“Really, the race never comes into play until we request a copy of the police report,” said Machele Walker, victim’s compensation advocate in the Tulsa County District Attorney’s Office. “I don’t know of any disparity to be honest. Any time we have anyone who comes into this office in person or by phone, they’re always afforded the opportunity to make an application.”

Walker, who is black, said she has seen people of all races rejected from victim’s compensation funds, and the race of the applicant is never an issue.

“In my honest opinion, I‘ve been doing victim’s comp for three years now, I have not seen a disparity between particular groups of people,” Walker said. “I’ve had African-American people get upset with me, I’ve had white people get upset with me. But as far as one race having a disparity over the other, that has not been my experience.”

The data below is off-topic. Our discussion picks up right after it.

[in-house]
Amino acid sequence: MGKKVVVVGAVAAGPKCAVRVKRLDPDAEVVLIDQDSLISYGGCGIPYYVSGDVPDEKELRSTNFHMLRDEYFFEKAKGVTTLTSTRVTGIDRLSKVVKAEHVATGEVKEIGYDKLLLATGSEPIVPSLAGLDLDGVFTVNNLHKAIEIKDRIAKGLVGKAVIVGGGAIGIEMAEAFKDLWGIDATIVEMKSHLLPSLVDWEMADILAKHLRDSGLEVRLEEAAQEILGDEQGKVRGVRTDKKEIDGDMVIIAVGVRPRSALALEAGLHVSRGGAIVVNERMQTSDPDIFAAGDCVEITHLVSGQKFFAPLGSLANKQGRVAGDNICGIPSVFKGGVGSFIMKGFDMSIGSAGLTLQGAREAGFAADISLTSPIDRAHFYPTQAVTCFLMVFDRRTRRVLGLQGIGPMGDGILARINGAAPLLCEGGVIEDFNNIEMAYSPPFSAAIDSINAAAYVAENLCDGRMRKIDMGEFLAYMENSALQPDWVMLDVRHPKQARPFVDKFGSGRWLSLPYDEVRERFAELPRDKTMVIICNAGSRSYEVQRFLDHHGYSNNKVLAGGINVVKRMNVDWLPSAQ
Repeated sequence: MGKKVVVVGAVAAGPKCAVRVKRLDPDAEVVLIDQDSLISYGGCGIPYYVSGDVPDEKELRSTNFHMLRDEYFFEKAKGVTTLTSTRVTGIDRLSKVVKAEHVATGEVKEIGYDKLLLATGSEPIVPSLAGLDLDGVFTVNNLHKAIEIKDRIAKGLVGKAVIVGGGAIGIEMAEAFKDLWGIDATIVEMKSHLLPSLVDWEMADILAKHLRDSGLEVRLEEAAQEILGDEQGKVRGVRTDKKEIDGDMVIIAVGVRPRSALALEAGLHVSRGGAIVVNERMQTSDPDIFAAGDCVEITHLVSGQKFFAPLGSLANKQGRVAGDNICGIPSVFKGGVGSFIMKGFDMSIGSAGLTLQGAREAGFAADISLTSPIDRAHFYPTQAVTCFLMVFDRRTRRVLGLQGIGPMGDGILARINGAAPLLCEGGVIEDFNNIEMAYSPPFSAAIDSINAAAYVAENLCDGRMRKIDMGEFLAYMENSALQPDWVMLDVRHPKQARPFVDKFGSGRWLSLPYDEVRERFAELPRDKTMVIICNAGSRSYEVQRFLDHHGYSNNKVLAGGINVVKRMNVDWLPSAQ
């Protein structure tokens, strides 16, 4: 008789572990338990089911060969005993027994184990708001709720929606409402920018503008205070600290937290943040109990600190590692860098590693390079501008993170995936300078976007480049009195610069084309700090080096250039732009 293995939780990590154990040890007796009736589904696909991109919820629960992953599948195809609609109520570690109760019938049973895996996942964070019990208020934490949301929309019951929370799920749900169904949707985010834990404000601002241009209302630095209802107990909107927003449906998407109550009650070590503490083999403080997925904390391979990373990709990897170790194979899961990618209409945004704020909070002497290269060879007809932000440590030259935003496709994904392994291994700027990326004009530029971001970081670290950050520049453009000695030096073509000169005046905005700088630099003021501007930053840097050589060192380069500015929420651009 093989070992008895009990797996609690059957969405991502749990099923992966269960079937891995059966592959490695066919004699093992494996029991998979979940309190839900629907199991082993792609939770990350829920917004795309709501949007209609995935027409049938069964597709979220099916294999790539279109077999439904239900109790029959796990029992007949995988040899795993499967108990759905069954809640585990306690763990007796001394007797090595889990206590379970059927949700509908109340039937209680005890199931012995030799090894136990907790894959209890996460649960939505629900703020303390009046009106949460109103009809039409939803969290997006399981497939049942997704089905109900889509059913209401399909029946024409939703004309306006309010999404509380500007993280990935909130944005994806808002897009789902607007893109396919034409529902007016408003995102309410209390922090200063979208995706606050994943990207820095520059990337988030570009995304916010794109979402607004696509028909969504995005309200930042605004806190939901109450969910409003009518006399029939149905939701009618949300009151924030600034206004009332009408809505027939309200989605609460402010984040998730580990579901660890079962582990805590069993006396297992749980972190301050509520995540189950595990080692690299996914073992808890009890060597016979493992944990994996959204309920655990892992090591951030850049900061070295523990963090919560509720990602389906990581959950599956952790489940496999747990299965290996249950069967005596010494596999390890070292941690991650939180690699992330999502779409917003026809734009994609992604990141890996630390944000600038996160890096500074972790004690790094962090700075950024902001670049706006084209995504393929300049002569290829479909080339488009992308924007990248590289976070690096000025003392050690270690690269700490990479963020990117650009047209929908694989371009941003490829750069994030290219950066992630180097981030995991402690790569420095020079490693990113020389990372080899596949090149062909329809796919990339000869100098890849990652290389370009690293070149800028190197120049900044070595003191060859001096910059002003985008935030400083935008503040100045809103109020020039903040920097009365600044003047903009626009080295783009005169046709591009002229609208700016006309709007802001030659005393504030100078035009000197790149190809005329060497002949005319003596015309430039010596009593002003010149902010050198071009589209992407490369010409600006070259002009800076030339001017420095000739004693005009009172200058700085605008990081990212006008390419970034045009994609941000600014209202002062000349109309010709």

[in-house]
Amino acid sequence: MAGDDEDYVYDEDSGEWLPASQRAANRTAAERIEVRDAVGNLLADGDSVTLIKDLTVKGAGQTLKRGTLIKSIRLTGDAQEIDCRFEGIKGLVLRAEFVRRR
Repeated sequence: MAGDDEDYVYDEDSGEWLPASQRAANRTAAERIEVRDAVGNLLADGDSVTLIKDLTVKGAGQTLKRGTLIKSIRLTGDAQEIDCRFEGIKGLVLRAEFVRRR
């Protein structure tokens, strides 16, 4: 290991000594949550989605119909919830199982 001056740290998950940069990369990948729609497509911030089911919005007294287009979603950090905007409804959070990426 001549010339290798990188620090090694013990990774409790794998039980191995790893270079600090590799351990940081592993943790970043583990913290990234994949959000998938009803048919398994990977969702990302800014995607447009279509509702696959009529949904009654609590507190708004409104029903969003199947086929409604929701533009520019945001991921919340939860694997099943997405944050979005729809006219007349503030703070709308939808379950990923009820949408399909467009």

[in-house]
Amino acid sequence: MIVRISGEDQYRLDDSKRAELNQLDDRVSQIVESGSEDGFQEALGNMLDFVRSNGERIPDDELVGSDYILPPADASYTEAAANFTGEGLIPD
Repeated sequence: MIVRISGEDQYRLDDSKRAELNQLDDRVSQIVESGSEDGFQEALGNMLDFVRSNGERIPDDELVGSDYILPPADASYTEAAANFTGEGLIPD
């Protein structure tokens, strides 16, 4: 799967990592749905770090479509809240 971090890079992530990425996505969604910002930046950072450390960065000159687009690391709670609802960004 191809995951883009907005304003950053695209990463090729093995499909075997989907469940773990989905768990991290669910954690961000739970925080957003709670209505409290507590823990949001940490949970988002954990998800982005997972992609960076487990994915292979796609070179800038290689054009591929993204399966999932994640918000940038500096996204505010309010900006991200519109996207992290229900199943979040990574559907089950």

‘Contributory conduct’

After her application to the Victim’s Compensation Program was rejected, Netarsha Johnson learned one of the detectives had submitted paperwork stating her son had a suspected gang tattoo of “54 KBC” and witnesses had told police that he had been arguing with the suspected shooter about gangs before being shot.

In an in-depth look at Johnson’s case, journalist Brian Ted Jones, writing for This Land Press, found in 2015 that the 54 KBC tattoo was identified by Tulsa’s gang unit as referring to 54th Street North and Kenosha Block Crips, a street gang officers told Jones was affiliated with the Hoover Crips.